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Mindfulness and OCD

As mindfulness-based treatments gain currency in mental health treatment, many people wonder how many types of problems it can address.  Research shows us that it can be helpful in the treatment of chronic pain, worry, stress and other difficulties; why not try it for other problems? While this is not a bad idea on its face, it is important to know whether clinical research suggests it can help for a given problem.  As of this posting, to my knowledge, there have not been any systemic controlled clinical trials of mindfulness-based therapies for obsessive-compulsive disorder (OCD).  Hopefully this will change very soon, but for now it is important to remember that cognitive-behavioral therapy (CBT)  is a much more established treatment for OCD.  Informed therapists using CBT to treat OCD may find ways to integrate some mindfulness techniques into conventional CBT, but these techniques should be considered a supplement to treatment and not a viable alternative to CBT.  Stay tuned to this blog for developments on research on the use of mindfulness for OCD and other disorders.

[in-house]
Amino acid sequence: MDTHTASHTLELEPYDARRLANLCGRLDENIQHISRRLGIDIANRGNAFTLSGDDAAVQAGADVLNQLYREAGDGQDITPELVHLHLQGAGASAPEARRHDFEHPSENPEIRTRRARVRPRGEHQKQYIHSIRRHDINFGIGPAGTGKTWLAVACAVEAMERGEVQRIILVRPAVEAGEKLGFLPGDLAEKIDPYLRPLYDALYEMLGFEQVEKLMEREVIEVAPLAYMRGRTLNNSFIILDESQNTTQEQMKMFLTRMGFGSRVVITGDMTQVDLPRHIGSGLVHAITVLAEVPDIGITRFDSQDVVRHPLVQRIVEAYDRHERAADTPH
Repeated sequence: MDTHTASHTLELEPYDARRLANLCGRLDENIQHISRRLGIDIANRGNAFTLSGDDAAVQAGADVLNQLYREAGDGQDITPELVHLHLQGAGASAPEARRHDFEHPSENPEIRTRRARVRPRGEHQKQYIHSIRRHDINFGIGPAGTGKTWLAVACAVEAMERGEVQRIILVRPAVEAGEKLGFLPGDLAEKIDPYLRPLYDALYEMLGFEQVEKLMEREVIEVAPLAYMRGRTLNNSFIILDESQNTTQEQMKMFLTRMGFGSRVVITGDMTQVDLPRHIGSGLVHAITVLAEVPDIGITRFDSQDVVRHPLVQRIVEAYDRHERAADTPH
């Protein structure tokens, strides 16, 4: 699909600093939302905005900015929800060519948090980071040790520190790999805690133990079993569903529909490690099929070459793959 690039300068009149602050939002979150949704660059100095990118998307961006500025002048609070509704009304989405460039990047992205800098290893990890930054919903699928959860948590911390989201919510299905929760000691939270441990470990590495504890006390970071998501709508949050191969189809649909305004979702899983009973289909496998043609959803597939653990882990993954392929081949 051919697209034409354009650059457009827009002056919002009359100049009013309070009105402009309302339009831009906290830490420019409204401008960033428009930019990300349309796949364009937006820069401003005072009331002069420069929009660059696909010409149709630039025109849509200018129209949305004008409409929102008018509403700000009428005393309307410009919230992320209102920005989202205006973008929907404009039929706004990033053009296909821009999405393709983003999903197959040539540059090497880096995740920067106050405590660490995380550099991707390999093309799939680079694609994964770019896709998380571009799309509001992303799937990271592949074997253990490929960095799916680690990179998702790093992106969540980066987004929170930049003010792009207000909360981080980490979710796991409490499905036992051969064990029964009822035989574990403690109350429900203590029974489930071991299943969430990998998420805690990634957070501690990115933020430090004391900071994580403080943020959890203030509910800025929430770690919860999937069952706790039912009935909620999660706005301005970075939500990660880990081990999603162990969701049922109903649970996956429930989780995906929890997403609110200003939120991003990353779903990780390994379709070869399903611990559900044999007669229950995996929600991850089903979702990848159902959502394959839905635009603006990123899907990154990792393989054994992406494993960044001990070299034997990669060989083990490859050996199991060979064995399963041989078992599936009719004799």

Mindfulness has a lot in common with CBT for OCD.  Some might contend that being trained to use exposure techniques for OCD is really a form of mindfulness training.  Patients using exposure are trained to experience their reactions to an anxiety-provoking situation without avoiding them or indulging them.  This overlaps very strongly with mindfulness skills.  However, mindfulness skills are applied much more broadly to any and all situations we encounter in life, whereas exposure-based skills are focused solely on situations relevant to OCD.  If you’d like to use mindfulness to address your OCD, doing so in the context of standard CBT for OCD is recommended.

Posted in Meditation, OCD, Posts, Psychotherapy, Research. Tagged with , , , .

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